Judge orders Hoboken rent control petitions to be approved for referendum
Voters may be able to decide on two hot item referendums this November when they go to the polls.
Hudson County Superior Court Judge Bernadette DeCastro ordered on Thursday that the Hoboken City Clerk’s office certify petitions for a referendum on three recent changes to the city’s rent control law, and also ordered that the city suspend the recently passed changes until the council repeals them or they appear on the ballot in November, according to court documents provided to The Reporter.
The decision comes just a week after the City Clerk approved petitions for a different referendum, one that would allow the people to decide in November whether municipal elections should move from May to November. The council voted to move municipal elections by a 5-4 vote in July.
Rent control is a set of laws that apply to approximately 8,000 apartments in Hoboken built before 1987. They limit the amount that landlords can increase the rent each year, but can allow additional increases for capital improvements and other matters.
The council voted this past March to make three changes to the city’s 1973 rent control law after a council subcommittee convened for almost two years to discuss potential changes.
One change passed by the council would limit back pay for tenants who are charged illegal rents, to two years. Without the change, tenants could be awarded money for the length of the violation. However, some landlords say that the city’s sloppy record keeping makes it difficult to calculate a legal rent. Another change passed by the council, which some see as a direct response to problems with record keeping, allows a landlord to furnish alternative documents to apply for vacancy decontrol.
Vacancy decontrol lets landlords add a 25 percent rent increase every three years if a tenant vacates the unit. A third change passed in March requires landlords to inform tenants of their rights under Hoboken’s laws and show proof the information was supplied.
The petitioners had originally submitted signatures a few months ago, but the city clerk said they did not have enough.
The council will likely address the legislation at the next City Council meeting, scheduled for Sept. 1.
Earthquake more a curiosity than a danger
On Tuesday, Aug, 23, an earthquake that originated in Virginia was felt in Hoboken shortly before 2 p.m. Several downtown buildings were evacuated, but the 5.9 quake didn’t cause any reported damage in the city. The earthquake briefly shut down the Holland Tunnel for evaluation.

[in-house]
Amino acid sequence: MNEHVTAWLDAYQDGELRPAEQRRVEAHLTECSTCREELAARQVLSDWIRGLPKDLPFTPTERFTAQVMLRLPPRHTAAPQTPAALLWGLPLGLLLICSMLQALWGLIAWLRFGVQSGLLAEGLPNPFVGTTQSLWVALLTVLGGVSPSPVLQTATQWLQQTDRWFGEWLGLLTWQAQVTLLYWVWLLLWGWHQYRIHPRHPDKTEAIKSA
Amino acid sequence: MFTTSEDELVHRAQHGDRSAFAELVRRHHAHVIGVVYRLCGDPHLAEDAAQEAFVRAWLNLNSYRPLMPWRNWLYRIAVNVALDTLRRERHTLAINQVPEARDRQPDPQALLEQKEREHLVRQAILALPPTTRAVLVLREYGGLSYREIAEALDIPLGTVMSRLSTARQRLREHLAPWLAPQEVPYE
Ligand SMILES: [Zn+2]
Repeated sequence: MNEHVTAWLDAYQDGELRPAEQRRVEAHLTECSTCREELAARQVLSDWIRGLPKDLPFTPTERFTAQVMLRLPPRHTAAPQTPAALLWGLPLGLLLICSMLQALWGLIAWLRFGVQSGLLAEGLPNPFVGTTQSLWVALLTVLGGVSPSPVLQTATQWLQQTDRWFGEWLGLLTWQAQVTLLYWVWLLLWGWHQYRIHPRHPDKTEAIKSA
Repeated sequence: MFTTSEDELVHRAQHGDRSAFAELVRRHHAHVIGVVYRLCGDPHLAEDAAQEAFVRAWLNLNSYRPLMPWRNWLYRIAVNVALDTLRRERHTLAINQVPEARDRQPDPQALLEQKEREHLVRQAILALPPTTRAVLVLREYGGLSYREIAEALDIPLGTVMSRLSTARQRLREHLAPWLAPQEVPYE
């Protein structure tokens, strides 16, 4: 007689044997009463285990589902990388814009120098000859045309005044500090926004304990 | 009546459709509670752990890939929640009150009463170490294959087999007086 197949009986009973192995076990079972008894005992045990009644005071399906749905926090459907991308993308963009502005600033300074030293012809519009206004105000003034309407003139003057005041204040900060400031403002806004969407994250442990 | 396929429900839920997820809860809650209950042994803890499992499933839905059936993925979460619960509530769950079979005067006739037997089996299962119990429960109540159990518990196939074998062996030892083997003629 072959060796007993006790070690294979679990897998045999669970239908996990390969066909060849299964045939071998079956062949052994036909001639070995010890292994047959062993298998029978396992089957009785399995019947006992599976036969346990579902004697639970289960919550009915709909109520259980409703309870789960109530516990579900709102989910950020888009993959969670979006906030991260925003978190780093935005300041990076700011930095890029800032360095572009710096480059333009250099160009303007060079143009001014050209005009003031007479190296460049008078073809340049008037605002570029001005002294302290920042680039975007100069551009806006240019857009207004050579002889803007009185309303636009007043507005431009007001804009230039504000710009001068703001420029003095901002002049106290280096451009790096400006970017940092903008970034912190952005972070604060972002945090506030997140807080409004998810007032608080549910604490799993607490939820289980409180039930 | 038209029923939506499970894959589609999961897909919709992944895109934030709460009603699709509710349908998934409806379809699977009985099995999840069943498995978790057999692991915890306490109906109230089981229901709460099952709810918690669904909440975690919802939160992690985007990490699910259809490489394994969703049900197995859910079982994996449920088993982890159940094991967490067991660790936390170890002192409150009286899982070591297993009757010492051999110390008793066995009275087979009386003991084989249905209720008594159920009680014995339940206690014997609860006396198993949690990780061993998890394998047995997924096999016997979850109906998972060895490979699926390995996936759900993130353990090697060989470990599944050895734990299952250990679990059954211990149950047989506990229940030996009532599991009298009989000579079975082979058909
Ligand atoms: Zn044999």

The quake was reportedly centered in Virginia and was felt as far north as Canada and as far west as in Ohio and Michigan.
According to CNN, the quake measured 3.7 miles deep and was centered 83 miles southeast of the nation’s capital.
Hoboken police looking for possibly suicidal man
Hoboken police are asking for help in locating Stuart Cave, 44, of Hoboken, who was reported missing on Wednesday afternoon, according to the Hoboken Police Detective Bureau.
Police received a call from a person reporting the potentially suicidal man missing on Wednesday at around 3 p.m. at an apartment on Park Avenue, according to police.
Police officials said Cave's brother, who lives in Florida, received a call from Cave saying he was going to end his life. After the brother asked a friend to go to the apartment, the friend was unable to open the door, police said.
Police arrived with the building management company and found many of Cave's belongings in his apartment, including a credit card and cell phone, as well as a list of passwords and account information for his mother and two brothers, according to the Detective Bureau.
Police say they also found a letter addressed to "Gina" which apologized to her, saying that he "has to do this."
After police spoke with a colleague of Cave's, the man confirmed that Cave showed up for work on Wednesday but left at around noon, and it seemed that he packed up his desk, according to police.
Anyone with information about Cave should contact the Hoboken Police Department at (201) 420-2100.
Nets star to appear at Hoboken fundraiser
New Jersey Nets shooting guard Anthony Morrow will be in attendance on Sept. 21 from 6:30 p.m. to 9:30 p.m. at Canavan Arena on the campus of Stevens Institute of Technology for the first annual Hoopin’ for Hope Hoop-a-Thon to benefit Anthony Morrow Charities. The event is presented by Gimme That Global.
The Anthony Morrow Charities demonstrates a far reaching ability to connect with student-athletes in low-income cities through a series of basketball camps, book drives, donations and programmed events. Morrow of the Nets and other guest speakers will discuss the importance of education and how it has changed their lives.
The event costs $10 to enter. To register for the event send an e-mail to GimmeThatGlobal@gmail.com, and for more information, visit gimmethatglobal.com.
Last week’s story “Popular theater director replaced” wrongly characterized board member Maureen Sullivan as an ally of three other board members. Sullivan is not affiliated with either of the two major political groups on the school board, and has sparred with various members on different issues.